Romanova’s message of post-Soviet transformation is particularly pertinent given the defensive indignation the HBO series has provoked inside neighboring Russia. While many Russian commentators have conceded that the show was startlingly accurate, stuffy official responses have served to highlight the difficulties modern Russia still faces when forced to address the grim realities of the Soviet past. As if to underline the point, the Kremlin has reportedly commissioned a rival TV series that will feature an imaginary CIA agent as the arch-villain of the plot, with the American scheming to destroy the nuclear reactor at Chornobyl while blameless Soviet officials struggle valiantly to save the day. This culture of denial is emphatically absent in contemporary Ukraine, where filming for the HBO series took place at a number of Kyiv locations with official blessing.
Being open about the past is not enough, says Romanova. She argues that Ukraine must upgrade virtually every aspect of the Chornobyl tourism industry if it wishes to create the right impression among international visitors. To illustrate the need for a major overhaul, she points to her own recent first-hand experience as a tourist. During a June 2019 trip to the exclusion zone as part of a regular tour group, the MP found herself waiting in line for several hours at checkpoints that she describes as reminiscent of rudimentary international border crossings. In order to pass through, visitors had to present their documents and undergo various security checks. The parallels with Soviet-era bureaucracy were not lost on the international tourists in her group, she notes.
According to Romanova, much of the current Chornobyl tourism infrastructure dates back to the 1990s and is long overdue an upgrade. While continued security measures are an inevitable aspect of any expanded Chornobyl tourism industry, she backs plans that would see the number of checkpoints expanded and facilities radically improved in order make entry to the exclusion zone as quick and convenient as possible. An integrated electronic ticketing system would streamline access while also greatly reducing the potential for corruption.
Regulation of Chornobyl tourism service providers also requires attention. At present, just five tour operators have permits to take visitors into the Chornobyl exclusion zone. This is clearly insufficient to handle the anticipated increases in tourist numbers, with operators already finding themselves forced to turn away potential customers due to a lack of additional capacity.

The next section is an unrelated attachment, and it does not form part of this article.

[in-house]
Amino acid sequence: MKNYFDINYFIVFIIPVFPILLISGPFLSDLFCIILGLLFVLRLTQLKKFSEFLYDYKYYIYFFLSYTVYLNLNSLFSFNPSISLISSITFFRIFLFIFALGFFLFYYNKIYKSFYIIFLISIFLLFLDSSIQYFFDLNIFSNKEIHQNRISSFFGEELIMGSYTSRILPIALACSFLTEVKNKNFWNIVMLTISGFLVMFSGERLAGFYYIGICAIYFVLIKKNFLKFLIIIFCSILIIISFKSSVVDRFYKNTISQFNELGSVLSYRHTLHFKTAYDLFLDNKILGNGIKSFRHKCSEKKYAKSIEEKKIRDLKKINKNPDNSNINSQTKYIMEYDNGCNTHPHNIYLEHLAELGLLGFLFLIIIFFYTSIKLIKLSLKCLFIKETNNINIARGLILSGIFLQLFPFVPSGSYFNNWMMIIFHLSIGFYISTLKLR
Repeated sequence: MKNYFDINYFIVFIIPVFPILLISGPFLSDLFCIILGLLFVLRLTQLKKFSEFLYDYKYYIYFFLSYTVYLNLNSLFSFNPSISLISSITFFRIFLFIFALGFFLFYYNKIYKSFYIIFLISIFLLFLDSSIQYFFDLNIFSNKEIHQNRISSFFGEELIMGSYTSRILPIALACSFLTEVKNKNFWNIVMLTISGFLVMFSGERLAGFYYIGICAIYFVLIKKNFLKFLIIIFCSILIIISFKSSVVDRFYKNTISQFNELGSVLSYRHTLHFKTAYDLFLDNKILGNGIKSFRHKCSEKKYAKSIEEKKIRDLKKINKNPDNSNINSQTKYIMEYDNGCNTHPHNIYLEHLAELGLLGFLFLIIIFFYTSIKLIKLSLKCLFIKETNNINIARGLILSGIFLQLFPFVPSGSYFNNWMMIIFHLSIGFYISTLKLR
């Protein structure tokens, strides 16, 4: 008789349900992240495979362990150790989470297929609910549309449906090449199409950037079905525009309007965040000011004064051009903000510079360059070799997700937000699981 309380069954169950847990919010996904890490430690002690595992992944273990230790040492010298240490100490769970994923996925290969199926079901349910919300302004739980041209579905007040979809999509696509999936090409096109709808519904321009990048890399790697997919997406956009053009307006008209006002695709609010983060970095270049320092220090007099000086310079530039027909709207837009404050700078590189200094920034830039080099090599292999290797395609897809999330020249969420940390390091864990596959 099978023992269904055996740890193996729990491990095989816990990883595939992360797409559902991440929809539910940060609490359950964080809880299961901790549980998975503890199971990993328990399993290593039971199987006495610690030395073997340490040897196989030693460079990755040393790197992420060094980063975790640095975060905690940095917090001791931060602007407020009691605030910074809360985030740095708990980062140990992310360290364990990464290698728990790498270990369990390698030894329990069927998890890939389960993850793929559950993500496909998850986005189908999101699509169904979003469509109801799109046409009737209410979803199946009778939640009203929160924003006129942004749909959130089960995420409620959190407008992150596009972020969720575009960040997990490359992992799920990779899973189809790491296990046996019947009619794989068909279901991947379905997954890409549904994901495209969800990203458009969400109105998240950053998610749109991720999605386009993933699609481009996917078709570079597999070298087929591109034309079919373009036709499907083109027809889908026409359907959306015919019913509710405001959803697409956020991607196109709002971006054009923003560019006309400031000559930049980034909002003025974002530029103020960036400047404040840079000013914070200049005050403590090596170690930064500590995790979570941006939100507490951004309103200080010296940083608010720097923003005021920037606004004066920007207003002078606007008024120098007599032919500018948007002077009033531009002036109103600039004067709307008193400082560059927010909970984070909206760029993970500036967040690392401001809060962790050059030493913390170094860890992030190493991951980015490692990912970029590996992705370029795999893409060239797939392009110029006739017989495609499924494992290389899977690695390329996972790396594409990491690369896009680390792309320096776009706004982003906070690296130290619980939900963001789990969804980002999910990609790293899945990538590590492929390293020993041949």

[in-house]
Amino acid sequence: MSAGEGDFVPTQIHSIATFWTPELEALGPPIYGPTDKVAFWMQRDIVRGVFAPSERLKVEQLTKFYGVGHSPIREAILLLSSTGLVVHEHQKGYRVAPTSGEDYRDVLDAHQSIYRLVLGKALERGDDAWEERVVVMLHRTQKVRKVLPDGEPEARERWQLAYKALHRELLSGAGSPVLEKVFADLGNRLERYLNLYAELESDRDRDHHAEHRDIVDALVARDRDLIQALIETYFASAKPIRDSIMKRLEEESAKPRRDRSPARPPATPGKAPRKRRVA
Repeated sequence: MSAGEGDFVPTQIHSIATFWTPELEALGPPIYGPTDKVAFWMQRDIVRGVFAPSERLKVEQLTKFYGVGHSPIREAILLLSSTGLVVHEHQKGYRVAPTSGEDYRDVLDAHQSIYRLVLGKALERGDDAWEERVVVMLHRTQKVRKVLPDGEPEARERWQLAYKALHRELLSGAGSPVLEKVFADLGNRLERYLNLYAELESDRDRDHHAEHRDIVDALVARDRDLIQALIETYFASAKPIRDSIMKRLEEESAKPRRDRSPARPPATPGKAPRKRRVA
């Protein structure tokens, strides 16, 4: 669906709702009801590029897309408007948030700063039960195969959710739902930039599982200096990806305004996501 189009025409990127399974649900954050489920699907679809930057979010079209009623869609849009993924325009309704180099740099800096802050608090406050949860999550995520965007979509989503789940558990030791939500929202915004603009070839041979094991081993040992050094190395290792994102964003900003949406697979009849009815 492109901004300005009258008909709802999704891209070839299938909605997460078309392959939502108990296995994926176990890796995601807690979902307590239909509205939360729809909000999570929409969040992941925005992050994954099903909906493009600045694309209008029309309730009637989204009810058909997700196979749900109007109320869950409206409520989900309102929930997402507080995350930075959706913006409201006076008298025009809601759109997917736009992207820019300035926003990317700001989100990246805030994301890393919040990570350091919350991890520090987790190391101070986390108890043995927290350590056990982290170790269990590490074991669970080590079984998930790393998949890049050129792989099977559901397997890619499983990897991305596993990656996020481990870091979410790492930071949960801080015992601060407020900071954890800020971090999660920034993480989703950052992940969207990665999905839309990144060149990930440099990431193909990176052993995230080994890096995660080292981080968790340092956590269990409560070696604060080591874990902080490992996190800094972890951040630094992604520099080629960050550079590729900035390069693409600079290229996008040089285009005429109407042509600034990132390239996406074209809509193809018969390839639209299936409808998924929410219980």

Meanwhile, there is a specific shortage of English-language tour guides with the requisite specialist knowledge to offer visitors an informative experience. The language issue is particularly relevant because the vast majority of Chornobyl tourists come from Western countries. Two-thirds of the 72,000 visitors in 2018 were foreigners, with the top ten nationalities being English, German, Dutch, Polish, Czech, American, Swedish, Slovak, French and Australian. This preponderance of Western visitors makes the Chornobyl site exceptional in today’s Ukraine, and means that any positive impressions created during visits will have a better chance of reaching strategically important audiences throughout the Western world.
Romanova believes that if Chornobyl’s tourism potential is suitably developed, it could attract an additional one million visitors to Ukraine each year and generate in excess of USD 1 billion annually. The scope for further development is indeed huge. In addition to the site of the disaster and the nearby abandoned ghost town of Pripyat, the entire exclusion zone is now a unique nature reserve that offers a world of potential tourism opportunities. Current plans call for the introduction of river cruises and green corridors, while there is also ambitious talk of eventually hosting international concerts and major cultural events. “It is a tourism magnet that we must make the most of,” says Romanova, echoing President Zelensky’s own assessment. “If it is handled correctly, the Chornobyl tourism industry can become a big win for Ukraine’s economy and for the country’s international image as a whole.”